Some apps also offer additional services for a fee. These services can include in-person wellness check-ins who can visit your parent as well as provide assistance if needed.

Check-in calls: If your parent does not use a smartphone, another option to help ensure their safety is a daily check-in call service program. These are telephone reassurance programs usually run by police or sheriff's departments in hundreds of counties across the country and are generally free of charge.

Here is how they work. A computer automated phone system would call your parent at a designated time each day to check-in. If the call is answered, the system will assume everything is fine. But if the call goes to voicemail after repeated tries, the designated emergency contact would get a notification call. If the first emergency contact is not reachable, calls are then made to backup individuals who have also agreed to check on the individual if necessary.

The fallback is if no one can be reached, the police or other emergency services personnel will be dispatched to their home.

To find out if this service is available in your parent's community, call their local police department's nonemergency number.

If, however, the community does not have a call check-in program, there are third-party businesses that offer similar services for relatively low prices. You can find the businesses in your area by using your favorite online search engine.

Technology devices: You may also want to invest in some simple technology aids to keep your parent safe. One of the most commonly used devices for this is a medical alert system that cost about $1 per day. These systems come with a wearable "help button" that would allow the wearer to call for help 24/7.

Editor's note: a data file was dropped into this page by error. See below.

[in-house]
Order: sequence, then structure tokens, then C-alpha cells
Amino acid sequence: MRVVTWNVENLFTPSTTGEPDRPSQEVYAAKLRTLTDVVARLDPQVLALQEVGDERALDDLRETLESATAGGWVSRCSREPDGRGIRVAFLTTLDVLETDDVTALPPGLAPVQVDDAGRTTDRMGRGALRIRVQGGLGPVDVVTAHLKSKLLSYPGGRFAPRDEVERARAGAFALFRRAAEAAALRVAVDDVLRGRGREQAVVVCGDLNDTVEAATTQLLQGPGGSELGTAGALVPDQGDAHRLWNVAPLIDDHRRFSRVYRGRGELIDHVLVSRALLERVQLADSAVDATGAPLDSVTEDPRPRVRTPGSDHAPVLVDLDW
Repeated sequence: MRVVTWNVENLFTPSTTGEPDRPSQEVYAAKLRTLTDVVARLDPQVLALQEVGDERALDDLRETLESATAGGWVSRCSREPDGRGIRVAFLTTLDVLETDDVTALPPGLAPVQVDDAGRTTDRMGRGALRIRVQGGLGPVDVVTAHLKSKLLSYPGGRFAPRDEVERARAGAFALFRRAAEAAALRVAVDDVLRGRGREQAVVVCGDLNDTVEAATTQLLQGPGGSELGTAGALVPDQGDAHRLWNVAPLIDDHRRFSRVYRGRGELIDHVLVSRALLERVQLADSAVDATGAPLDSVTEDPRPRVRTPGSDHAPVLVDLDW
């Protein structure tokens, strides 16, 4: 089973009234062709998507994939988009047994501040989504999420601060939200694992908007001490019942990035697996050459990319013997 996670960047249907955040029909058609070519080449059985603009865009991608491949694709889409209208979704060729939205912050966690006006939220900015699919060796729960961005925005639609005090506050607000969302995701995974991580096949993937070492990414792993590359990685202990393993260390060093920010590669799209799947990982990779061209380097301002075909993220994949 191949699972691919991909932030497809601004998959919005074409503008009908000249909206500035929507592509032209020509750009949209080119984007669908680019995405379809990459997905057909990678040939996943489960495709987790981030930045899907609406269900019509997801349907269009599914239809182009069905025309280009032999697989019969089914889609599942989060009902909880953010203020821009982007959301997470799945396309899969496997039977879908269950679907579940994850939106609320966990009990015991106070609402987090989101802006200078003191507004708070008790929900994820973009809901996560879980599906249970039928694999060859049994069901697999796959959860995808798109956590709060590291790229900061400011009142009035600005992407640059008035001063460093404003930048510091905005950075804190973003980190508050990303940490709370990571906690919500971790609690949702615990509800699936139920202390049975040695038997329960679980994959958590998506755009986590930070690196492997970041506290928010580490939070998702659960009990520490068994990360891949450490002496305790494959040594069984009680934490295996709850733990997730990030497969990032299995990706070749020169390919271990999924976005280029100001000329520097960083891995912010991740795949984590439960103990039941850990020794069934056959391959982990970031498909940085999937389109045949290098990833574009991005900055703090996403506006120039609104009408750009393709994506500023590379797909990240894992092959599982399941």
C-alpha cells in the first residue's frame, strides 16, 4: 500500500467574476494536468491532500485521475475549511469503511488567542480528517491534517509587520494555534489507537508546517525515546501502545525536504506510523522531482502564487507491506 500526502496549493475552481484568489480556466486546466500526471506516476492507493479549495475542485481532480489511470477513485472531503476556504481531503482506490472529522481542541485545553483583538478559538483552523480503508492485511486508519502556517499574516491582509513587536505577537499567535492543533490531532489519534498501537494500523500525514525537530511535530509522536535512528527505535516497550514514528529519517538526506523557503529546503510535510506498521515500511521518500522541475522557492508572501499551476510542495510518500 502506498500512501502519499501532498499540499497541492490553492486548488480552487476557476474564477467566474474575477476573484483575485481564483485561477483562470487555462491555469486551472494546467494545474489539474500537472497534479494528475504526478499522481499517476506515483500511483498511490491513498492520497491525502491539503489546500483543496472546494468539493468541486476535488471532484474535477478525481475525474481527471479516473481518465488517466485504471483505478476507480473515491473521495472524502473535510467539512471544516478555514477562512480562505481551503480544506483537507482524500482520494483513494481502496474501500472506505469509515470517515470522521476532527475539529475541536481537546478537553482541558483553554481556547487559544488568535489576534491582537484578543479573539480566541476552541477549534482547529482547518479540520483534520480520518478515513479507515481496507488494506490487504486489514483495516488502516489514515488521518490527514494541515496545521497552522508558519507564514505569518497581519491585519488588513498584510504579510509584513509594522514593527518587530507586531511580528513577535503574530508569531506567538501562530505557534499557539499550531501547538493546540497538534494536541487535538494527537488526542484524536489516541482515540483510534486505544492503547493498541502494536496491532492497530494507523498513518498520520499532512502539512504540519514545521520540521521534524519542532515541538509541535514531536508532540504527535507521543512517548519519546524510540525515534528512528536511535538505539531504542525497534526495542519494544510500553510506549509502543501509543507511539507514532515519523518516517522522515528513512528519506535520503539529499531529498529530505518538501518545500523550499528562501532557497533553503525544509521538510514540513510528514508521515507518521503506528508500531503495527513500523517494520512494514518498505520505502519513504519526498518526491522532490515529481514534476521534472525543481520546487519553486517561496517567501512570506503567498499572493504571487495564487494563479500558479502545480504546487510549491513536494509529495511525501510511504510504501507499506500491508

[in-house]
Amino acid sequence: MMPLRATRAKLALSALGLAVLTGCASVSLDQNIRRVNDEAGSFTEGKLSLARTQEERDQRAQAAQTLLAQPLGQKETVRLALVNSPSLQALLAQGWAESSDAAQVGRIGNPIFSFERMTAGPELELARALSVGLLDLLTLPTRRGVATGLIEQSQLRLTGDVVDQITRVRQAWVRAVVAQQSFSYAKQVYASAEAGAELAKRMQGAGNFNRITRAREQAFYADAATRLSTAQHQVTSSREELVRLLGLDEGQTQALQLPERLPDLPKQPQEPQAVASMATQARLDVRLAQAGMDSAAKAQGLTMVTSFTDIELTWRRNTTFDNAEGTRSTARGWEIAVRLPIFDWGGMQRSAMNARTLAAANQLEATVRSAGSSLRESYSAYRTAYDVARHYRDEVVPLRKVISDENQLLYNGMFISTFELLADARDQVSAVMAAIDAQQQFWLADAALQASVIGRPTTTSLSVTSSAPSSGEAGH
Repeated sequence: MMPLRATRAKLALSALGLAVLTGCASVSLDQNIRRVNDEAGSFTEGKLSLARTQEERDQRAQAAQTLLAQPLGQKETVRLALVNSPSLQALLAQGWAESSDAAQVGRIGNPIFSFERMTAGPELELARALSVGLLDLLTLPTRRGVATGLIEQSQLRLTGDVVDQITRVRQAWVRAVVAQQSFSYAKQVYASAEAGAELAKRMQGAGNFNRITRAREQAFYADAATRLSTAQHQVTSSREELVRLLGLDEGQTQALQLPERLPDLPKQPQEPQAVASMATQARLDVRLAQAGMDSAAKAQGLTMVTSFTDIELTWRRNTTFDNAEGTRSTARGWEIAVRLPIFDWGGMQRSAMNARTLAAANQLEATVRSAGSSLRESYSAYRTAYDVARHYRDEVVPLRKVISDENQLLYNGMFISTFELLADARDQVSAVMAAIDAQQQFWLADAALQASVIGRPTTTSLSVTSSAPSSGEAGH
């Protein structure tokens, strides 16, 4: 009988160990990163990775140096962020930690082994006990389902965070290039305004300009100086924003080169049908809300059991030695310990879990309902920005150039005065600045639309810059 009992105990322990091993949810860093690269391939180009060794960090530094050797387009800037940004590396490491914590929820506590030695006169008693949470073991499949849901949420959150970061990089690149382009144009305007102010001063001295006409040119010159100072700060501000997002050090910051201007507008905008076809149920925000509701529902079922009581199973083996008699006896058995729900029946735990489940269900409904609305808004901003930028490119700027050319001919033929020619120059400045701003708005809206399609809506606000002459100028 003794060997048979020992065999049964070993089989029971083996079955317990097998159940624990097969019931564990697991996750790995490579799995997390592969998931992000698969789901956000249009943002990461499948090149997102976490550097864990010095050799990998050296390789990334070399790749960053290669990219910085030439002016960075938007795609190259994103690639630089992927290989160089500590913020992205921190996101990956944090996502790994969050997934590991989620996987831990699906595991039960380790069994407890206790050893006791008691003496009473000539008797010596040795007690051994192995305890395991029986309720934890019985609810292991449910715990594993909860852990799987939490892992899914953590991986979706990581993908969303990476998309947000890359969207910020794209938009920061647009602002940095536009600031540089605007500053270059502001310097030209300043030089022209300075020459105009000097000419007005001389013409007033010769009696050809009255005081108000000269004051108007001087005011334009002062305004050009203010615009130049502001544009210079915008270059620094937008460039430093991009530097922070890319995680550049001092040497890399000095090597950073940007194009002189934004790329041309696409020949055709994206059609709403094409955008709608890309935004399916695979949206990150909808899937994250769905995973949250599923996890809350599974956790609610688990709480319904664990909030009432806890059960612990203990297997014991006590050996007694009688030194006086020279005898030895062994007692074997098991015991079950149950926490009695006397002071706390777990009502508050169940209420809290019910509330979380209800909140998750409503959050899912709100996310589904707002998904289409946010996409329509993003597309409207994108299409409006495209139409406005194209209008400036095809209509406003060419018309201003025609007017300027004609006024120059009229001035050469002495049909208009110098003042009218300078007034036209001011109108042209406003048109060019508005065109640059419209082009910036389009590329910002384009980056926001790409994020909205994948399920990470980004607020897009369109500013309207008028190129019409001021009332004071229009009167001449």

Another option that is becoming increasingly popular is virtual assistant smart devices. These devices typically are smart speakers but may also include video capabilities and would allow your parent to call multiple emergency contacts with a simple verbal command. Wi-Fi is typically required to use these devices.

Savvy Living is written by Jim Miller, a regular contributor to the NBC Today Show and author of "The Savvy Living" book. Any links in this article are offered as a service and there is no endorsement of any product. These articles are offered as a helpful and informative service to our friends and may not always reflect this organization's official position on some topics. Jim invites you to send your senior questions to: Savvy Living, P.O. Box 5443, Norman, OK 73070.


Published September 2, 2022

What is an Annual Notice of Change?

Last year I received a "notice of change" letter from my Medicare provider. Should I expect another one this year?

The letter you are asking about is referred to as the Annual Notice of Change (ANOC), which is from your Medicare Advantage or Medicare Part D prescription drug plan typically sent in late September. People with only a Medigap plan do not receive these because Medigap plans do not have benefit changes from year to year. If you received an ANOC last year, you should expect to receive another letter next month.

The ANOC gives a summary of any changes in your plan's costs and coverage that will take effect on January 1 of the next year. The ANOC is typically mailed with the plan's "evidence of coverage," which is a more comprehensive list of the plan's costs and benefits for the upcoming year.

You should review these notices to see if your plan will continue to meet your health care needs in 2023. If you are dissatisfied with any upcoming changes, you can make changes to your coverage during fall open enrollment, which runs from October 15 to December 7.

Here are three types of changes to look for:

Costs: If you have a Medicare Advantage plan, find out what you can expect to pay for services in 2023. Costs such as deductibles and copayments can change each year. For example, your plan may not have had a deductible in 2022, but it could have one in 2023. A deductible is the amount of money you owe out-of-pocket before your plan begins to cover your care. Another example is that your plan may increase the copayments you owe for visits to your primary care provider or specialists.